Tom Holland wrote:How was it that a cult inspired by the execution of an obscure criminal in a long-vanquished empire came to exercise such a transformative and enduring influence in the world? To attempt an answer to this question, as I do in this book, is not to write a history of Christianity. Rather than provide a panoramic survey of its evolution, I have sought instead to trace the currents of Christian influence that have spread most widely, and been most enduring into the present day. That is why - although I have written extensively about the Eastern and Orthodox churches elsewhere, and find them themes of immense wonder and fascination - I have chosen not to trace their development beyond antiquity. My ambition is hubristic enough as it is: to explore how we in the West came to be what we are, and to think in the way that we do. The moral and imaginative upheaval that saw Jesus enshrined as a God by the same imperial order that had him tortured to death did not bring an end to the capacity of Christianity for inspiring profound transformation in societies. Quite the opposite. Already, by the time that Anselm died in 1109, Latin Christendom had been set upon a course so distinctive that what today we term ‘the West’ is less its heir than its continuation. Certainly, the dream of a world transformed by a reformation, or an enlightenment, or a revolution is nothing exclusively modern. Rather, it is to dream as medieval visionaries dreamed: to dream in the manner of a Christian.
I'm finding it quite facinating to see how he jumps through the flow of time illustrating this development he's arguing for, and rather enjoy his decidely non-evangelical approach. An athiest writing about Christianity's influence is a nice twist. :{D
No mention of Locke, Hume, Descartes, Rousseau, Kant, or Newton, Leibniz, or Condorcet etc?
Well, given that I'm just to the 14th century, no. I did peruse the index and found no mention of any of them and I'm not surprised. The book has been jumping from point in time to point in time, where he digs into a specific episode or development such as attitudes toward charity in the transition of Roman culture as the church became more culturally dominant and the old pantheon of gods declined. It smacks of cherry-picking to me - he actually skipped the life of Jesus - and I have to wonder how much contrary history is in the gaps. I'm too far gone from my Catholic indoctrination to fill in the blanks.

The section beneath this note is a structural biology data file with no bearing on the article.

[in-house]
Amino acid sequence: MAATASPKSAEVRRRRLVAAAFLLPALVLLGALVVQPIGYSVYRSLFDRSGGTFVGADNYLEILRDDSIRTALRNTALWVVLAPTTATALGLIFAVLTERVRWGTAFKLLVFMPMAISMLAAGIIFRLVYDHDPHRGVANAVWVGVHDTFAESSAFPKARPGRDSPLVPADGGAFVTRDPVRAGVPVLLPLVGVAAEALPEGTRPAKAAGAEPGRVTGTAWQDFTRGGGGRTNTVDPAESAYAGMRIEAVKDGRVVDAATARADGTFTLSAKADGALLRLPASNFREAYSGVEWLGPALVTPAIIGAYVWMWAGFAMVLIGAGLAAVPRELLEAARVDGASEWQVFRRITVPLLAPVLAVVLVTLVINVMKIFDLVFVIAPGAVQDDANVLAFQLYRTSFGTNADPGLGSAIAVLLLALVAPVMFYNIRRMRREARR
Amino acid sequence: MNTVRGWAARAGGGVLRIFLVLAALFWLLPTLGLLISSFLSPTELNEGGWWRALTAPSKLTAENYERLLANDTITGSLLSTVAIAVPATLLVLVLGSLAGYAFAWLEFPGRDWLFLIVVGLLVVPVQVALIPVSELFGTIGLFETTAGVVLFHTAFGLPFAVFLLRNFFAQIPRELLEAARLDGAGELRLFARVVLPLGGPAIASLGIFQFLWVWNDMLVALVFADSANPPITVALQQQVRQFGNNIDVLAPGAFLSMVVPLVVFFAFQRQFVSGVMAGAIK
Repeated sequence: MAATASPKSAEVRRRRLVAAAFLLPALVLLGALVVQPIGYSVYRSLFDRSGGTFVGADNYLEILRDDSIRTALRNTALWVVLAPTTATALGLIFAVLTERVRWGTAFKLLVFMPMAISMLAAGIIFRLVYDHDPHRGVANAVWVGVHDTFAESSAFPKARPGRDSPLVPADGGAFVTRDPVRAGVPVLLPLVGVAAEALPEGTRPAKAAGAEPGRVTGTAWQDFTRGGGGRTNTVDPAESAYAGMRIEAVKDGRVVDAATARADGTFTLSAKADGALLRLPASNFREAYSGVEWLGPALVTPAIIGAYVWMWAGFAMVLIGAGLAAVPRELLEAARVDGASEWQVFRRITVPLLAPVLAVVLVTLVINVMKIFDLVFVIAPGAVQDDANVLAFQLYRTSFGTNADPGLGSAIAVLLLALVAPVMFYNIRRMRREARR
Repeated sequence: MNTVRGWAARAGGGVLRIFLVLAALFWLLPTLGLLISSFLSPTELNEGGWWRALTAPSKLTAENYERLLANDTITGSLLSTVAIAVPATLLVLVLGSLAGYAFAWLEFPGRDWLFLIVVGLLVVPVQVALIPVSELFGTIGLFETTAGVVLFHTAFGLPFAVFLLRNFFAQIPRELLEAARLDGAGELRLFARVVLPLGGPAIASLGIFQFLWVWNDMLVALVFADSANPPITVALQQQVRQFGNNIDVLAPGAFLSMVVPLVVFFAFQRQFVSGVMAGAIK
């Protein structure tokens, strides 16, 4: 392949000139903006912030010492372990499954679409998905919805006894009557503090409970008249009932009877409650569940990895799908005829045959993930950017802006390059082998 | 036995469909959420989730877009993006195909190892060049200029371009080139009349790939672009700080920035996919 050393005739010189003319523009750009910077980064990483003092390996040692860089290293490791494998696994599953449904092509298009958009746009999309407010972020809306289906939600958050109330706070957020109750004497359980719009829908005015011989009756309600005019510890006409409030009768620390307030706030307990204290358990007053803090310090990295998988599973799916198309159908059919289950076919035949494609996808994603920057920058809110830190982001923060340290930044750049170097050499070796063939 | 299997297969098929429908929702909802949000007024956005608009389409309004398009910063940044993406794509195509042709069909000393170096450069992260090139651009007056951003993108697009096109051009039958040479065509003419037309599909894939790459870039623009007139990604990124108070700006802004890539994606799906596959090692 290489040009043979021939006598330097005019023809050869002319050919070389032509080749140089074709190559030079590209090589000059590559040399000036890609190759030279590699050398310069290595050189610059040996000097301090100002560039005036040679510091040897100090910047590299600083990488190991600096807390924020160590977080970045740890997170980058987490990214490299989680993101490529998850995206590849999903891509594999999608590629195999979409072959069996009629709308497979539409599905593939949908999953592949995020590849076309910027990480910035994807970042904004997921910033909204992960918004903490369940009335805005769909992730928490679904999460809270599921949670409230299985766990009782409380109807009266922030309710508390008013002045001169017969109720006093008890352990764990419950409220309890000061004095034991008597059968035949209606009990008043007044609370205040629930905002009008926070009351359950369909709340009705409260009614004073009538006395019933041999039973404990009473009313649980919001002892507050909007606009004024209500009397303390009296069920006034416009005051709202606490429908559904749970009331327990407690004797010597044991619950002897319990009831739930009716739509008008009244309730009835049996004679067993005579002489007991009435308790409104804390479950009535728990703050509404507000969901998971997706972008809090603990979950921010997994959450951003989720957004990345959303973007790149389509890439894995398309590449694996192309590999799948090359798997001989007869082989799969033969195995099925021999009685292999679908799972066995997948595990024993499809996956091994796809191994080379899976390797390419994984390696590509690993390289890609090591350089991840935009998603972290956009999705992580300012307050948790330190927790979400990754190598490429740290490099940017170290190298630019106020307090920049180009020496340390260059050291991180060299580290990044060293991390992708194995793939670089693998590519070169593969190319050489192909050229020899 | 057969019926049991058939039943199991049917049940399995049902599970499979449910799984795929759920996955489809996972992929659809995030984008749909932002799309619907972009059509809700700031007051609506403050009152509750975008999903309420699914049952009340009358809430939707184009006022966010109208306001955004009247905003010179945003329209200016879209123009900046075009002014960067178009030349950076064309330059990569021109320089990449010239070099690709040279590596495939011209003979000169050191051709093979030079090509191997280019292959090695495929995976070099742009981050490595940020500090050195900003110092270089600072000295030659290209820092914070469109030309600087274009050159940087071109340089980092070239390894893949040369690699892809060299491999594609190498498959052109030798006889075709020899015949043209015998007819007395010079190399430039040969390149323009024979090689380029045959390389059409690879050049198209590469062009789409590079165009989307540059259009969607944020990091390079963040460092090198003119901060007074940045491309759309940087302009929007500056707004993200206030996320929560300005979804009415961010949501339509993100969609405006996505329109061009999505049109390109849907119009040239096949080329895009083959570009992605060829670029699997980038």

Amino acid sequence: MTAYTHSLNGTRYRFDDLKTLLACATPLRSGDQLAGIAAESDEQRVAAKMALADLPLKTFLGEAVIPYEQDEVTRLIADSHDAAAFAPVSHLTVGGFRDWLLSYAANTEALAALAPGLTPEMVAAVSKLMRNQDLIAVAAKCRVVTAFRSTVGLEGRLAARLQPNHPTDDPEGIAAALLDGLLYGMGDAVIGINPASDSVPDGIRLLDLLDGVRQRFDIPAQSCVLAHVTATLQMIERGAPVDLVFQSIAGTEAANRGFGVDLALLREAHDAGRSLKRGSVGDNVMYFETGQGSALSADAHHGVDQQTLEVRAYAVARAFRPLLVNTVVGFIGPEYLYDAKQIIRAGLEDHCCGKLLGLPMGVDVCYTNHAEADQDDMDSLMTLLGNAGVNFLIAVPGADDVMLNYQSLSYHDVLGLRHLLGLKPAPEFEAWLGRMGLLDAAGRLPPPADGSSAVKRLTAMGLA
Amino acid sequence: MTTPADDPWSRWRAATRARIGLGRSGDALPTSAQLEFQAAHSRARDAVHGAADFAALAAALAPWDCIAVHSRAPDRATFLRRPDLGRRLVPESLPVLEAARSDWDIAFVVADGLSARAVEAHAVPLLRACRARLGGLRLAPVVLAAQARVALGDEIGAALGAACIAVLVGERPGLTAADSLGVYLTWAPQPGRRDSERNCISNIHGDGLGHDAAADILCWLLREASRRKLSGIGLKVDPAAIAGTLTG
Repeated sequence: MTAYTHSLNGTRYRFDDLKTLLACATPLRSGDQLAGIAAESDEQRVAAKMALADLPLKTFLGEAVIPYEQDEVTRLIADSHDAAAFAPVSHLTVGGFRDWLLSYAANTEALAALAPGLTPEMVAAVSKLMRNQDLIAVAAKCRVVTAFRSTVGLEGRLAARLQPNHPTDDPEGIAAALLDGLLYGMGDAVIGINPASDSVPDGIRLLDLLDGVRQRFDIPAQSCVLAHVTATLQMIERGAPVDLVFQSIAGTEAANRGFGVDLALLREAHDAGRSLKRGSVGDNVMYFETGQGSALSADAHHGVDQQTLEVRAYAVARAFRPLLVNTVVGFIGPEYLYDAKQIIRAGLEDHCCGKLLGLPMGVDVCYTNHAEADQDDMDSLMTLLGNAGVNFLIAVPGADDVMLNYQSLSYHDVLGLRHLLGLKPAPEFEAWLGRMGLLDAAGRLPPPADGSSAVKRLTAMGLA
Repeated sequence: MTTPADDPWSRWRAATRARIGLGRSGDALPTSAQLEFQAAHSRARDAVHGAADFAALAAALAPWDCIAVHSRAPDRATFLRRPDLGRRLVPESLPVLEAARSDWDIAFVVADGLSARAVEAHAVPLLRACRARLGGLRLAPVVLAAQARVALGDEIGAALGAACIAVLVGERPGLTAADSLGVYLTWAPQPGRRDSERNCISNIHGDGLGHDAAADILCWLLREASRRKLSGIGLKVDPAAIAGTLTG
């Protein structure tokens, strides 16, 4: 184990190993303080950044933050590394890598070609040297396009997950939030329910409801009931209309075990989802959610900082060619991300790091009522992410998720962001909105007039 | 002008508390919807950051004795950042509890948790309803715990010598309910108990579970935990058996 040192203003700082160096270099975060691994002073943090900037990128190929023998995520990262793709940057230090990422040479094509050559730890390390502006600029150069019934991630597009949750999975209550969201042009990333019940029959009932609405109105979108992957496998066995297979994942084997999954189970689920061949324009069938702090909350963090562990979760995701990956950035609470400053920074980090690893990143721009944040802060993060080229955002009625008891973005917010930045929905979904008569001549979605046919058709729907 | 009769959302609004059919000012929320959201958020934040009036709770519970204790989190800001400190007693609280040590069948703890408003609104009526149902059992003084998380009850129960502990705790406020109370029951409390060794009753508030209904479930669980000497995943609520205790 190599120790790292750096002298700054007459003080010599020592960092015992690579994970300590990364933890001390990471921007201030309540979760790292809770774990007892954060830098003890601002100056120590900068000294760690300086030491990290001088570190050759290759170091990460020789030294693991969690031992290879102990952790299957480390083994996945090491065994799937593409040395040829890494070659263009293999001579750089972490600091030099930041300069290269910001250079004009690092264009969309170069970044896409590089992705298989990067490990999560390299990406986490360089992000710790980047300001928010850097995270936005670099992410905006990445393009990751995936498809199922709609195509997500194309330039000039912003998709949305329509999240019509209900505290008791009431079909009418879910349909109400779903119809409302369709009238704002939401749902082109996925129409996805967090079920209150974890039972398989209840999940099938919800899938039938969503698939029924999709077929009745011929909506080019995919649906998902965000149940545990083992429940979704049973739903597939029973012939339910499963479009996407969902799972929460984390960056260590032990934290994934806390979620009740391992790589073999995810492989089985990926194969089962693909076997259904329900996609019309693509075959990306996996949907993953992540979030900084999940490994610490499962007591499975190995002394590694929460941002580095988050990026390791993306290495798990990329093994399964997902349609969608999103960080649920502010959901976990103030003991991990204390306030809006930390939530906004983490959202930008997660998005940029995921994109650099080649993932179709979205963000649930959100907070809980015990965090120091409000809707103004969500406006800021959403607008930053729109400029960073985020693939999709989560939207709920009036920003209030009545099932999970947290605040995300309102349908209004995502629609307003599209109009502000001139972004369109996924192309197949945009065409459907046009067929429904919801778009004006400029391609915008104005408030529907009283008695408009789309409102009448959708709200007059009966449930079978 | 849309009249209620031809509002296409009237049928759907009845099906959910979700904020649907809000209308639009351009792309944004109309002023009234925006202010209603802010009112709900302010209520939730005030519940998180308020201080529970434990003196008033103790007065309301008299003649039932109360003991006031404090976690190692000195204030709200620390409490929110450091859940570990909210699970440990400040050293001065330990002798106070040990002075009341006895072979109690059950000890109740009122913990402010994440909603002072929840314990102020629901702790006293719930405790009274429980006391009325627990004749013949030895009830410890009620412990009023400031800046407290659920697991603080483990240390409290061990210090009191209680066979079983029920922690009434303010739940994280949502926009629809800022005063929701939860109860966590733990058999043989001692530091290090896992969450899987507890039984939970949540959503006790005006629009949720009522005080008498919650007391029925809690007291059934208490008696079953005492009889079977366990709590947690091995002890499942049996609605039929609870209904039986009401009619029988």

That said, I am enjoying his dives into these episodes. He writes well and the history is entertaining. I'll see how the chapter on the Enlightenment goes without it's great luminaries.
"Two things are infinite: the universe and human stupidity; and I'm not sure about the universe." - Albert Einstein
"Wisdom requires a flexible mind." - Dan Carlin
"If you vote for idiots, idiots will run the country." - Dr. Kori Schake

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Re: What are you reading now? (Chapter 2)

Post by macdoc » Thu May 16, 2024 2:37 am

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Movie was good ...book fleshes out the story in detail...now to find the plane.
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Re: What are you reading now? (Chapter 2)

Post by macdoc » Sat May 18, 2024 5:50 pm

Sigh - nothing concrete on Amelia :(
If they did land on Gardiner Island on the coral flats at low tide then the plane will have been beaten to shreds except for the motors which were not found. A frustrating mystery :dunno:

Back to Malazan Book of the Fallen. About 60% through the 10 linked novels of large proportions. :prof:
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Re: What are you reading now? (Chapter 2)

Post by macdoc » Mon May 20, 2024 2:43 am

Put my toe in - started the omnibus - I see Erikson thinks highly of the author √
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Re: What are you reading now? (Chapter 2)

Post by JimC » Mon May 20, 2024 5:16 am

One of my favourite series, mac...